What would you be doing? Clean Install or Upgrade?

hirtaza

macrumors member
Original poster
Apr 20, 2014
48
74
Toronto
Hey,
I was just wondering when Yosemite FINAL version gets released? what would you guys be doing? clean install or upgrade from the Macstore?:apple:
 

bradl

macrumors 601
Jun 16, 2008
4,006
11,823
Hey,
I was just wondering when Yosemite FINAL version gets released? what would you guys be doing? clean install or upgrade from the Macstore?:apple:
1. Time machine backup.
2. Clean install.
3. Migration assistant using Time Machine backup as source.

BL.
 

576316

macrumors 601
May 19, 2011
4,062
2,477
I'll probably just be doing an upgrade. I don't really want to go to the effort of doing a clean install when it's not really necessary.
 

hirtaza

macrumors member
Original poster
Apr 20, 2014
48
74
Toronto
I'll probably just be doing an upgrade. I don't really want to go to the effort of doing a clean install when it's not really necessary.
I wanted to do that too but I heard it gets pretty slow if you do an upgrade (happened to my brother's macbook when mavericks comes out)
 

ironman159

macrumors regular
Aug 30, 2008
192
0
Costa Rica
Been upgrading since my first MacBook that came with Leopard circa 2008. Nothing has slowed down. I must confess I've changed hard drives but my main image has never gone through a clean install. You'll do alright.
 

klamzi

macrumors member
Jun 13, 2014
33
0
Don't realy plan to use as main OS.
But will do a clean Install on external drive.
 

576316

macrumors 601
May 19, 2011
4,062
2,477
I wanted to do that too but I heard it gets pretty slow if you do an upgrade (happened to my brother's macbook when mavericks comes out)
I saw no evidence of things slowing down when I upgraded to Mavericks on my MacBook.
 

Nermal

Moderator
Staff member
Dec 7, 2002
18,678
1,183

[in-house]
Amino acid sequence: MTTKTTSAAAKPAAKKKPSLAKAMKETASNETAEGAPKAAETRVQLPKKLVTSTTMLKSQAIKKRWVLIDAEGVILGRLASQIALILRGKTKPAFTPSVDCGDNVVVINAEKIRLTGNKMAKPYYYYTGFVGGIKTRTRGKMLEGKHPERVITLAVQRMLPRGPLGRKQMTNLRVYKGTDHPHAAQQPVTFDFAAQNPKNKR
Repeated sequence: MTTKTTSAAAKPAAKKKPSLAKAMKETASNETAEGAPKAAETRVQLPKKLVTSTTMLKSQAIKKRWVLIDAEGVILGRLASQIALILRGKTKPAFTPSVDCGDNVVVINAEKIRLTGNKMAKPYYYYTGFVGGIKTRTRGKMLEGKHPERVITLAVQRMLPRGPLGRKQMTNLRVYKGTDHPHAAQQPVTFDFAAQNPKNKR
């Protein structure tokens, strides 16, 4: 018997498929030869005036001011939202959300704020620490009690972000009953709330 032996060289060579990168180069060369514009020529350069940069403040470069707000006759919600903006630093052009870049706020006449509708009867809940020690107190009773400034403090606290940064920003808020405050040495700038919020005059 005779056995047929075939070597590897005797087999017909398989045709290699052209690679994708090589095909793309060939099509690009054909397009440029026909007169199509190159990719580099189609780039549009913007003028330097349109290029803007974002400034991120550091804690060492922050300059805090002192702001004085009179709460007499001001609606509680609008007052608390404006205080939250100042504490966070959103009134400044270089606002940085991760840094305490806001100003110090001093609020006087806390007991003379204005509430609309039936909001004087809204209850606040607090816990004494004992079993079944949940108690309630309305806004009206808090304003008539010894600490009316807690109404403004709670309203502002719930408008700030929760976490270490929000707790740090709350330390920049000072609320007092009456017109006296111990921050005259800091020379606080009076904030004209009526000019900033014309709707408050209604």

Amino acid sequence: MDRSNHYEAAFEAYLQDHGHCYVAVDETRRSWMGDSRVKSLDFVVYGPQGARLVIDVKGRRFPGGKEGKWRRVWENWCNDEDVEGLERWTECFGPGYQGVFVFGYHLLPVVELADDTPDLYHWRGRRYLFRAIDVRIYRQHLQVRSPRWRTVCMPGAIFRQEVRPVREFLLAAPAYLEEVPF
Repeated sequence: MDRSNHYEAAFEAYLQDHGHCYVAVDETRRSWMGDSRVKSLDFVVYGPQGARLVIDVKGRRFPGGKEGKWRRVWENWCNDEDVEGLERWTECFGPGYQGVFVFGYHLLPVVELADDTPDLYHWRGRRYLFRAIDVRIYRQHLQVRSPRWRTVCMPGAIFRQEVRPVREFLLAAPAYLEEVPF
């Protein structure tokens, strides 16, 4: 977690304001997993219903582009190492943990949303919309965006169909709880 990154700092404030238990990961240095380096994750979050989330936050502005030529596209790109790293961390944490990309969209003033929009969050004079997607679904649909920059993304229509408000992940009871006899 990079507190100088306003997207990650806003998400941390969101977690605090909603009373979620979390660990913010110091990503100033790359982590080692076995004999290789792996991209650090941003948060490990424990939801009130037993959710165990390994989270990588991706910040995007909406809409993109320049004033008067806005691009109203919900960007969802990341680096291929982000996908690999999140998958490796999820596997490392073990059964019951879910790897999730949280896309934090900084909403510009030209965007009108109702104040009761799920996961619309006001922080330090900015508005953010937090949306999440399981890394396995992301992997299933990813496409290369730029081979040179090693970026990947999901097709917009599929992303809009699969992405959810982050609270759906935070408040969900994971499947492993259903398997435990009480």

New Zealand
I always clean install. It's not really required but it's a good opportunity to clean out all the stuff that I don't need anymore :p
 

mmomega

macrumors 68040
Dec 30, 2009
3,178
1,382
DFW, TX
I always clean install.

Since fast USB 3 drives, it really does not take long at all. I keep all major data on my server and externally anyway so to me it's no issue.

+ this gives me my annual clean unnecessary crap off of my computer day.
 

philipk

macrumors 6502
Jun 11, 2008
424
176
I always clean install. It's not really required but it's a good opportunity to clean out all the stuff that I don't need anymore :p
That is what I normally do. It is amazing how much free space I gain.

However, this time will be different. I did a clean install with Mavericks on my two laptops due to an issue of my own making. And I just purchased a new iMac.

So this time it will (probably) be an upgrade.
 

BrettApple

macrumors 65816
Apr 3, 2010
1,098
375
Heart of the midwest
I always clean install on my MacBook's, but we have an iMac that has been upgraded from Tiger! As in Tiger - Leopard - Snow Leopard - Lion - Mountain Lion - Mavericks - Yosemite. And it's still working just fine! I did swap it to an SSD to help with the speed once Mavericks hit, and upgraded to 4GB RAM from 2GB, which was up from the stock 1GB. :cool:

Only reason I clean install is to clear up random stuff I've forgotten about on my SSD. In the past it was only a 120GB in the optical bay, with a 750GB to complement it. But since I've moved to a 256GB model, it won't be as much of a crunch. But seeing as buggy as the stock install of Mavericks has been on my rMBP, I'm clean installing anyway.
 

bobbytomorow

macrumors 6502
Nov 10, 2007
424
22
Left Coast
Clean install for me, I always seem to run into issues with upgrades and its so easy now with fast SSD's and dual drive MacBook's. May as well start fresh eh
 

sualpine

macrumors 6502a
May 13, 2013
500
474
This is not an academic debate. The benefits of clean installs are provable, pragmatic, and necessary.